We traveled to Dallas to talk with the carrier about the IoT opportunity.

Kris Blackmon, Head of Channel Communities

April 18, 2019

9 Min Read
5G and IoT

Almost 19 years ago, Matt Palmer joined AT&T as a district manager in Michigan and northwest Ohio. Back then, AT&T was switches and routers, landlines and broadband. No one could have anticipated that in less than two decades, the company would be leading the field in development and deployment of mobility solutions that existed then only in the realm of science fiction. And while a few AT&T agents may have been building cutting-edge solutions out of the carrier’s tech and reselling them to customers, the notion that partners themselves would be innovating hand in hand with AT&T on the front lines of business technology wasn’t a common one.

Today, Palmer leads mobility product marketing for the AT&T Business channel called Partner Exchange. Unlike the Alliance channel, which operates on a “sell with” model by selling AT&T resources directly, Exchange partners take on all the tier-one responsibilities. They get co-branding, but they have to build their own bundles. And Palmer has been telling these partners for years that if they aren’t betting big on internet-of-things (IoT) solutions, they’re missing out.


AT&T’s Matt Palmer

“It’s time to develop your strategy, dedicate your time and resources, carve your niche so you don’t miss this hockey-stick growth curve,” Palmer cautions partners. “We have some solution providers that were on the front edge of this. That have carved out their niches, have multiple solutions in market, are doing really, really well. Others are coming along, going, ‘OK, you’ve been telling us this for a while and now we’re recognizing that it’s still early in the game, but we need to get in.'”

We traveled to Dallas this week to see the latest and greatest solutions coming out of AT&T’s cutting-edge IoT Foundry, and talked with Palmer about what’s taking some partners so long to jump on the IoT bandwagon, how AT&T is helping solution providers conquer the connected devices market, and how 5G is going to change everything.

The following transcript has been edited for length and clarity.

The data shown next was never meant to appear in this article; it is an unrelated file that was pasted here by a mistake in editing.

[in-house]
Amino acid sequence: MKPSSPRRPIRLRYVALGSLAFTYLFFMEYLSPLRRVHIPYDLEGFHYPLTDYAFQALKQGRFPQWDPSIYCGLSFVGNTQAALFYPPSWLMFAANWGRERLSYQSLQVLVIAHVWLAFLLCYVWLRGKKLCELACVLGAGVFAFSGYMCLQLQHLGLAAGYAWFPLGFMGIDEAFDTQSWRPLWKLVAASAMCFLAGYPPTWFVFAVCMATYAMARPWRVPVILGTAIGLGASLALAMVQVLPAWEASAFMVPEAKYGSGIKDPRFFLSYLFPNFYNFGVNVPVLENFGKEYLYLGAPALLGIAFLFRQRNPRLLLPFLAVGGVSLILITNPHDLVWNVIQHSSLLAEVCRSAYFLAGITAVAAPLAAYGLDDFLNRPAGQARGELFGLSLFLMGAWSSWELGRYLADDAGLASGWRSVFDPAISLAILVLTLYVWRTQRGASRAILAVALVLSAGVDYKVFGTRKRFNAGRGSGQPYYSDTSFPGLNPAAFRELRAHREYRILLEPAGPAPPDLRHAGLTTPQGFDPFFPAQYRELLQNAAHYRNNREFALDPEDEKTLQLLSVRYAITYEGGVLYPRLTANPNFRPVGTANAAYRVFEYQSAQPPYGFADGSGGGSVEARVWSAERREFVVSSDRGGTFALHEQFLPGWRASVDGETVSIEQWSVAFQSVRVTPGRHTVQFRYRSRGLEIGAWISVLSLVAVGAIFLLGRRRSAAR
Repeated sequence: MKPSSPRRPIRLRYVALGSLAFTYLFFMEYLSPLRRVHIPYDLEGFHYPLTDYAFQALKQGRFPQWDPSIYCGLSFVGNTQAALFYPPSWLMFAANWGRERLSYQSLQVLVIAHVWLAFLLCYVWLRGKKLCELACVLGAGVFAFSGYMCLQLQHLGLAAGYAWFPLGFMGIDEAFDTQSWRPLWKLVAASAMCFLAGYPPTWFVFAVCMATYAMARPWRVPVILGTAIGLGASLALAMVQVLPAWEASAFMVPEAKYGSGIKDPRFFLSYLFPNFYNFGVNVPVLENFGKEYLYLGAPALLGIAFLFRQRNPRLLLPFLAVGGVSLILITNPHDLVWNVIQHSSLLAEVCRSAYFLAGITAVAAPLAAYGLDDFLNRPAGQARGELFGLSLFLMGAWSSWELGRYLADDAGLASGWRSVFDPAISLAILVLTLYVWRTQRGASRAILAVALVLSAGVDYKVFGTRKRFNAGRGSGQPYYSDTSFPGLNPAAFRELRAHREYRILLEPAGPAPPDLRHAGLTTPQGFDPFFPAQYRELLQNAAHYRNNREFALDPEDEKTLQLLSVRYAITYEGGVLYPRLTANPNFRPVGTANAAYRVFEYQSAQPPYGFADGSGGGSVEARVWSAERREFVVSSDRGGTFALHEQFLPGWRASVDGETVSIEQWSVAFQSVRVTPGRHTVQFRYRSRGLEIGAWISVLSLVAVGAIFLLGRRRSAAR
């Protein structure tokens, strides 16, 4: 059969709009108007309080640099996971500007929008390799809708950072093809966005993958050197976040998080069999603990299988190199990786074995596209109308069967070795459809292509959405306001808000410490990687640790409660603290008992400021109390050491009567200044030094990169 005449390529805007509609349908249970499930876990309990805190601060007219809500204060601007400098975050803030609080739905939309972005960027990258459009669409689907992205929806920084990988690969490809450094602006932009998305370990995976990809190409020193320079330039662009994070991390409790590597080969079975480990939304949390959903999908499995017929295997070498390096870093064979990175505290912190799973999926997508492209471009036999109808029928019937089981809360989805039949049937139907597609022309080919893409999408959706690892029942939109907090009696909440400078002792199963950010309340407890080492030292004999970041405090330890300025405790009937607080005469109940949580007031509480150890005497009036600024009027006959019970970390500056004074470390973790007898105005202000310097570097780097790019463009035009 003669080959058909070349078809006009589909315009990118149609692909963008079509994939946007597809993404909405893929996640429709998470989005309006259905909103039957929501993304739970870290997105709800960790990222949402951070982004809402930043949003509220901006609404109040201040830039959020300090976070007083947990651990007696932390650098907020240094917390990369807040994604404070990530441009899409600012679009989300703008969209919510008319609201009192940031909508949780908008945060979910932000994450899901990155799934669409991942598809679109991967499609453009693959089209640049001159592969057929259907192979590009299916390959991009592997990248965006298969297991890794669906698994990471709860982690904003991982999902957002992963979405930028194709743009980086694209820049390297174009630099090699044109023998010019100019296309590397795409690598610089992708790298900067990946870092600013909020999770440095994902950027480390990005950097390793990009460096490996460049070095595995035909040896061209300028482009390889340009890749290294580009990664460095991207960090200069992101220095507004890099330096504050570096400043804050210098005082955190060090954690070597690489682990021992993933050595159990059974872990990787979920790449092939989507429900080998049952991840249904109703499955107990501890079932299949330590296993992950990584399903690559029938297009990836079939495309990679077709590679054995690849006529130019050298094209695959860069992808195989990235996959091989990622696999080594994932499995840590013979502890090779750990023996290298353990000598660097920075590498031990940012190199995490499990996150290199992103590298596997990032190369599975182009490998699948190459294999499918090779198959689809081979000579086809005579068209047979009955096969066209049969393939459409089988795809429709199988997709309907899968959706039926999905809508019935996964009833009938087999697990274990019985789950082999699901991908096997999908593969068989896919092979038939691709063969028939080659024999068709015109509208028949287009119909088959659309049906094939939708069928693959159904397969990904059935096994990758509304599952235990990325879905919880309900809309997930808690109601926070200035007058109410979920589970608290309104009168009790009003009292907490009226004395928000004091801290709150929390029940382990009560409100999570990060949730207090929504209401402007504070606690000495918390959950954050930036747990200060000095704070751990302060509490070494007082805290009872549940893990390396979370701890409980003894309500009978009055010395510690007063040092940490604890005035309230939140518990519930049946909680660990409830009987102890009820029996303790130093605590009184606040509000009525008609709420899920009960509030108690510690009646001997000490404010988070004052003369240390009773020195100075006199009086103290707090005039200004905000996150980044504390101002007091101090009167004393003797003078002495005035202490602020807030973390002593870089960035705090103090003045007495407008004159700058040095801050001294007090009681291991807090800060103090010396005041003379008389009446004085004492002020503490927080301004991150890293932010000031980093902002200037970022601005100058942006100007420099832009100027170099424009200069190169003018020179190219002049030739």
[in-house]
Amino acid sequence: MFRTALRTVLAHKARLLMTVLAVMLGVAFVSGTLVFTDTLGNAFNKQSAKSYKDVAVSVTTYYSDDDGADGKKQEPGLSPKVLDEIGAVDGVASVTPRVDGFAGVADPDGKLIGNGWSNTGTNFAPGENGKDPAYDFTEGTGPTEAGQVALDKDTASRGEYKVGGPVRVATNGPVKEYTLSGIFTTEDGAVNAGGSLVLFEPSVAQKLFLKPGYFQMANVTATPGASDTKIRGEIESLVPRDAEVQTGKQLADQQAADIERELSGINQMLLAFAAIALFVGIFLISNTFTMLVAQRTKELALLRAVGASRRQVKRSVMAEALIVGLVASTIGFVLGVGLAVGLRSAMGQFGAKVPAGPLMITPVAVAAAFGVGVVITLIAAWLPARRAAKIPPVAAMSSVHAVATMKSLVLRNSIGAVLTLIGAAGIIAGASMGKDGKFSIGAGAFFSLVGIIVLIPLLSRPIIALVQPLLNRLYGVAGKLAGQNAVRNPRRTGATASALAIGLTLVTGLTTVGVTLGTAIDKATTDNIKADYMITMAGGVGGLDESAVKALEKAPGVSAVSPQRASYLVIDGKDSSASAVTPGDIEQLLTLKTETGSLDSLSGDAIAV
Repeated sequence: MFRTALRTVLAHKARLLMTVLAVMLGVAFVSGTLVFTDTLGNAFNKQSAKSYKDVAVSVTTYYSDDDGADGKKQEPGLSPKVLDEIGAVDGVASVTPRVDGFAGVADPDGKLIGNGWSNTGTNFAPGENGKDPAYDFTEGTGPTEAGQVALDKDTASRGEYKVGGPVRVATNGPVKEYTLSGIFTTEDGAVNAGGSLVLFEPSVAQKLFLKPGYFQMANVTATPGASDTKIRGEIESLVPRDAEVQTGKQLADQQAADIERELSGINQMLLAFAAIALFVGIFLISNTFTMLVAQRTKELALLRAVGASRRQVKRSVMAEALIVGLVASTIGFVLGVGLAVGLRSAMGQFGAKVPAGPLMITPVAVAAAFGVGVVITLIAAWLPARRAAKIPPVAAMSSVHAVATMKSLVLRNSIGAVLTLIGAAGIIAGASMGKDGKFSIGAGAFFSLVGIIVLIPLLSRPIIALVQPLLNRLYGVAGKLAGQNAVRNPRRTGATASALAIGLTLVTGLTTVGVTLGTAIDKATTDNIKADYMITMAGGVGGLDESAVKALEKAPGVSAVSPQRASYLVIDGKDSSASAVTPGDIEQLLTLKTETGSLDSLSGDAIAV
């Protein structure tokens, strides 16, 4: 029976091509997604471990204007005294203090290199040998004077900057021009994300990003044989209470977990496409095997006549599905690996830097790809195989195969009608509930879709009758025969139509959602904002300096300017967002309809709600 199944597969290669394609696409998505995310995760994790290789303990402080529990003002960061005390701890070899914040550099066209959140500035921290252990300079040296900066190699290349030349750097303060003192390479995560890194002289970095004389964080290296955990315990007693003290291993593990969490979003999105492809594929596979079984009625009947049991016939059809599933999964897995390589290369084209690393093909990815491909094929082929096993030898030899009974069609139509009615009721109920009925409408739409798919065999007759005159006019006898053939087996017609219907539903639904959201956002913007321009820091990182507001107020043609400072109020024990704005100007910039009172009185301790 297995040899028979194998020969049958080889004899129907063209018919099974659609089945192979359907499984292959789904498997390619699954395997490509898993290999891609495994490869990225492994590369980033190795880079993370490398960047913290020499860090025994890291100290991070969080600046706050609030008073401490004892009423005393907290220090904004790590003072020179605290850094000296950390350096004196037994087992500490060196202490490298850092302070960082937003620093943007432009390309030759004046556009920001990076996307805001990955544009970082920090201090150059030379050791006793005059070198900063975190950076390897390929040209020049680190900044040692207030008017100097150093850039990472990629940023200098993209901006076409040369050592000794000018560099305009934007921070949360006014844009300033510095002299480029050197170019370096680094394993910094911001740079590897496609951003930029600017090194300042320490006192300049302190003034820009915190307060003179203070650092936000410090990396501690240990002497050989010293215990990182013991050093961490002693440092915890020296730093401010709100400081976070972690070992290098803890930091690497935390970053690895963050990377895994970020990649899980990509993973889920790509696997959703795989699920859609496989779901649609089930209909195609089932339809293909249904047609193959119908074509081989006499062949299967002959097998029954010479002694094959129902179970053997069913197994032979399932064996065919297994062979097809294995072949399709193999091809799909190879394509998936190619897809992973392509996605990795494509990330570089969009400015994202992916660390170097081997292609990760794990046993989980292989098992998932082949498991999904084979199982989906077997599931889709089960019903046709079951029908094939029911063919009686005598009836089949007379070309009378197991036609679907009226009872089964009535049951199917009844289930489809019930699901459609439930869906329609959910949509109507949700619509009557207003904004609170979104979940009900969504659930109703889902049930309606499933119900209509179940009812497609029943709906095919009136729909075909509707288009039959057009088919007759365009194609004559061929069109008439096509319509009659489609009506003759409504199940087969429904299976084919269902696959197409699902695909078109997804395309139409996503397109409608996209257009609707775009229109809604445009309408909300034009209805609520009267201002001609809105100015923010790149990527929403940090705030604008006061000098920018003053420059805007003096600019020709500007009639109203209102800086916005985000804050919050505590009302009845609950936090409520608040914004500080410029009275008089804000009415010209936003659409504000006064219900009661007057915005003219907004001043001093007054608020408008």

Channel Partners: Companies like AT&T and publications like Channel Partners have been telling agents and solution providers for years that they have to get into IoT, but it feels like a lot of partners are waiting for well-defined use cases and easy install packages before they make that investment. How far are we from being able to “plug and play” IoT?

Matt Palmer: A lot of folks want “IoT in a box.” It exists inasmuch as we’ve been able to do things like Fleet Complete by AT&T to resell. We can get you fleet asset management with the devices that are approved with lots of different sensors you can add onto them. It’s got the connectivity, and it’s got a payment class they can offer. We’ve taken another version with a connected car from GM — there’s a whole fleet solution out there with the telematics and everything. We’ve made it so if they come across a fleet GM customer, and there are millions of them out there, they can handle that.

But in general, “IoT in a box” is a fallacy. It doesn’t truly exist. Even though we have defined verticals, when you get in there, each customer’s needs are …

… highly customizable and you’ve got to build that skill set and have those resources identified to be able to identify and customize based upon the individual customer need.

CP: A lot of partners seem to want to develop formal IoT initiatives with customers, but somehow just never get them off the ground. Where do you think the disconnect is?

MP: A lot of folks say they’re intending to do something — “I’m fixing to do it.” But did they go ahead and do it? Where did they get lost? That’s where with our partners, we’ve connected them in enabled IoT professional services with solution providers. So we know there’s a pretty complex equation, from the idea of defining the problem we need to solve to how to get through to certified devices, and what’s your data connectivity, what’s the platform you’re managing these devices on, what are you going to do with that data and analytics and all of that. We want [our partners] to figure out how much of that do you have filled in? If you don’t want to be part of that percentage that wanted to get an IoT solution going and didn’t, we can get you with the right resources. We can figure out where [you are].

Say you’re having a problem getting a device certification. We could get a resource and do a statement of work and get you through the device certification process. We have over 3,000 certified devices that are perfectly good for our network, that customers can plug into to help to find their solution. Whatever kind of sensor, whatever they’re looking for, there [are] already over 3,000 of them in there.

Or, for example, we had a partner that built a customized solution. They got it done; they celebrated. “We finally did it! It works! It’s awesome!” Then they stop and go, “We don’t know how to get this to scale. We’re not sure how to do that.” And so they came in and we worked with them them, and now they’re in over an 18-month deployment period right now.

CP: So they understood the technology and could make it work, but there was a business challenge there. That sounds like a classic channel partner problem: how to erase the static between the tech conversation and the business conversation.